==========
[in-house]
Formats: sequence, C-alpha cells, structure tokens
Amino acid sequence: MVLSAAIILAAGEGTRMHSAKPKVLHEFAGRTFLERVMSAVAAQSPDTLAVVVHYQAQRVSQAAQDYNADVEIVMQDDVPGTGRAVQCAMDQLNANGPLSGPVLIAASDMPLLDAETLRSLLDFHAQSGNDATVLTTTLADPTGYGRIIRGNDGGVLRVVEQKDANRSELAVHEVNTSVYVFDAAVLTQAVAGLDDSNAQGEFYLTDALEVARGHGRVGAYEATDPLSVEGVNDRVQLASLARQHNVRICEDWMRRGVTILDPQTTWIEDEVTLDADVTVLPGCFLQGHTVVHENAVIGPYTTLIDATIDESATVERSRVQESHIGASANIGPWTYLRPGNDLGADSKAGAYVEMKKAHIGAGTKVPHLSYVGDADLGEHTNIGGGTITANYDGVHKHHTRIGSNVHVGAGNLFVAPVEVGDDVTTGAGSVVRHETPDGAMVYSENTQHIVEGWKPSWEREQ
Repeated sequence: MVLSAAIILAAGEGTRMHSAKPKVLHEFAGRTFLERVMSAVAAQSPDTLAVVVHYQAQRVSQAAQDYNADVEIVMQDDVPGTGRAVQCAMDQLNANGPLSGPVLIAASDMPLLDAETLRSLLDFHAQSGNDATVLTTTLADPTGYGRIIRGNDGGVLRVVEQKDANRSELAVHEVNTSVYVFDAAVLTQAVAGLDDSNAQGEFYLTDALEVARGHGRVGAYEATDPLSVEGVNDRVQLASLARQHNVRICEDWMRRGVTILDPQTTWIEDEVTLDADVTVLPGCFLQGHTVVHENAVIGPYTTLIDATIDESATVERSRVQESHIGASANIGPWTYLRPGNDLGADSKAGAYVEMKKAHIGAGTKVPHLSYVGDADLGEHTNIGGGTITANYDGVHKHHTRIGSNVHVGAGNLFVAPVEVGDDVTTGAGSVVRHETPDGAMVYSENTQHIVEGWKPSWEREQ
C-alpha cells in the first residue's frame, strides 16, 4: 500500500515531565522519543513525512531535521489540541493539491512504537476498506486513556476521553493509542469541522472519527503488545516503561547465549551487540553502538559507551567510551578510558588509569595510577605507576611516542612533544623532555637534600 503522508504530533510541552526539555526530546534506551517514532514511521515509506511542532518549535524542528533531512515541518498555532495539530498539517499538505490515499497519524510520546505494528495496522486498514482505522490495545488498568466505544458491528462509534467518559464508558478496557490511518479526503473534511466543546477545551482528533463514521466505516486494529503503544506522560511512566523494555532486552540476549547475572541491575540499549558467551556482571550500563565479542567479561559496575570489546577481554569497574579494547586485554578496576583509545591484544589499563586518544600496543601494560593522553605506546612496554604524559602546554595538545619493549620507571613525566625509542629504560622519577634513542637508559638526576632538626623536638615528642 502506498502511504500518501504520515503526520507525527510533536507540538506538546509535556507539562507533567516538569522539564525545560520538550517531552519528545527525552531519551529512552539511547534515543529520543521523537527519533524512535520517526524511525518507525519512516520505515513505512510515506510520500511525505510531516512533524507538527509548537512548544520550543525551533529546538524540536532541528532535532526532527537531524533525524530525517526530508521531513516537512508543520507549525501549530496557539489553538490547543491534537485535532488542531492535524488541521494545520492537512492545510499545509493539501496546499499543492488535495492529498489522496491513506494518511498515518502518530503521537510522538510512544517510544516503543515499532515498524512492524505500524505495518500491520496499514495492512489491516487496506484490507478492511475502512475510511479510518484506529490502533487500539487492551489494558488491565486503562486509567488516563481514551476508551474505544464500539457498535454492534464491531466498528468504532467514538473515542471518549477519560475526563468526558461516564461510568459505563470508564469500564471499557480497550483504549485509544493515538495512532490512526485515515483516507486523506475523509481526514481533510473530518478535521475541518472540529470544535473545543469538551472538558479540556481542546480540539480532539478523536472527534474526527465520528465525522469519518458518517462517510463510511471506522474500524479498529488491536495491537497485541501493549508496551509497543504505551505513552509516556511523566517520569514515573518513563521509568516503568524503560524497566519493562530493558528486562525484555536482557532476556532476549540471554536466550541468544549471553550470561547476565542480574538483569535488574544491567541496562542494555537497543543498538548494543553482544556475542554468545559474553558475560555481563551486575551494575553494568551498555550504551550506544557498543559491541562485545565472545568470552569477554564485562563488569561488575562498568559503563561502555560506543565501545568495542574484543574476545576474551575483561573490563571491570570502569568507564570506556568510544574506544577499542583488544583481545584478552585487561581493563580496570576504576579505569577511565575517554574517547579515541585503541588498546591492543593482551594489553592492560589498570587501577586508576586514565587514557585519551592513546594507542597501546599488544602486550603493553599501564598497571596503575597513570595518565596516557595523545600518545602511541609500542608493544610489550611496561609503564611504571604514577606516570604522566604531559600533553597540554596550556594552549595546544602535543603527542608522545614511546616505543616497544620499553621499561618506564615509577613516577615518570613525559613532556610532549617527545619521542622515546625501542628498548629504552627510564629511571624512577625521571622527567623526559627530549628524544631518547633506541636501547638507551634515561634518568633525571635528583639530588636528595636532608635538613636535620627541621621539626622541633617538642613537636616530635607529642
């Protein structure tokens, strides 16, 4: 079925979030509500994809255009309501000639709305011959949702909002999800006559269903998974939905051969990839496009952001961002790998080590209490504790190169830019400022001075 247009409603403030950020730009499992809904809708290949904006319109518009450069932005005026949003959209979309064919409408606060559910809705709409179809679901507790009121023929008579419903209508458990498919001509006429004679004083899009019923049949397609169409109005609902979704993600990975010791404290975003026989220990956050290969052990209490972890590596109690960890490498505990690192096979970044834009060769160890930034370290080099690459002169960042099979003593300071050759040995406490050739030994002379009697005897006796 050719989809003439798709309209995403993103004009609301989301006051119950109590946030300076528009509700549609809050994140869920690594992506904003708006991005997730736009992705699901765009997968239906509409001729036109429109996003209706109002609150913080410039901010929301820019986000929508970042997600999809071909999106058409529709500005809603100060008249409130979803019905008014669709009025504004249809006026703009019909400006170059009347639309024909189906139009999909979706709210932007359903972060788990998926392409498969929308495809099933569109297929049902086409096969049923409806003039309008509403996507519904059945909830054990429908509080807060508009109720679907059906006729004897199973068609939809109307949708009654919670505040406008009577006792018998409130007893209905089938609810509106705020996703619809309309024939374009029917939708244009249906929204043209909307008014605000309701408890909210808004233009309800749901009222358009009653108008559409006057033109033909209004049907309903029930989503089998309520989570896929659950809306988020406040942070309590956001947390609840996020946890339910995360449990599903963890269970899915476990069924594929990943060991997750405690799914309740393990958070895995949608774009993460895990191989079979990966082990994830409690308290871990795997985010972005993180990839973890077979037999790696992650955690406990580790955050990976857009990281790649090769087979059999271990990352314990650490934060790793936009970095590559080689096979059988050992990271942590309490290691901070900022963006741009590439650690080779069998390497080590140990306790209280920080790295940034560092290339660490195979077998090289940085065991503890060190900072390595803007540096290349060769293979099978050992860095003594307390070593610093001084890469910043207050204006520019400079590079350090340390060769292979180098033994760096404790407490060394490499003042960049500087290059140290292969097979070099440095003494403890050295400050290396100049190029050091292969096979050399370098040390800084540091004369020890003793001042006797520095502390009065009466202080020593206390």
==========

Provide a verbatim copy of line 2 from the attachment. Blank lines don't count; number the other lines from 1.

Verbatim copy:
Formats: sequence, C-alpha cells, structure tokens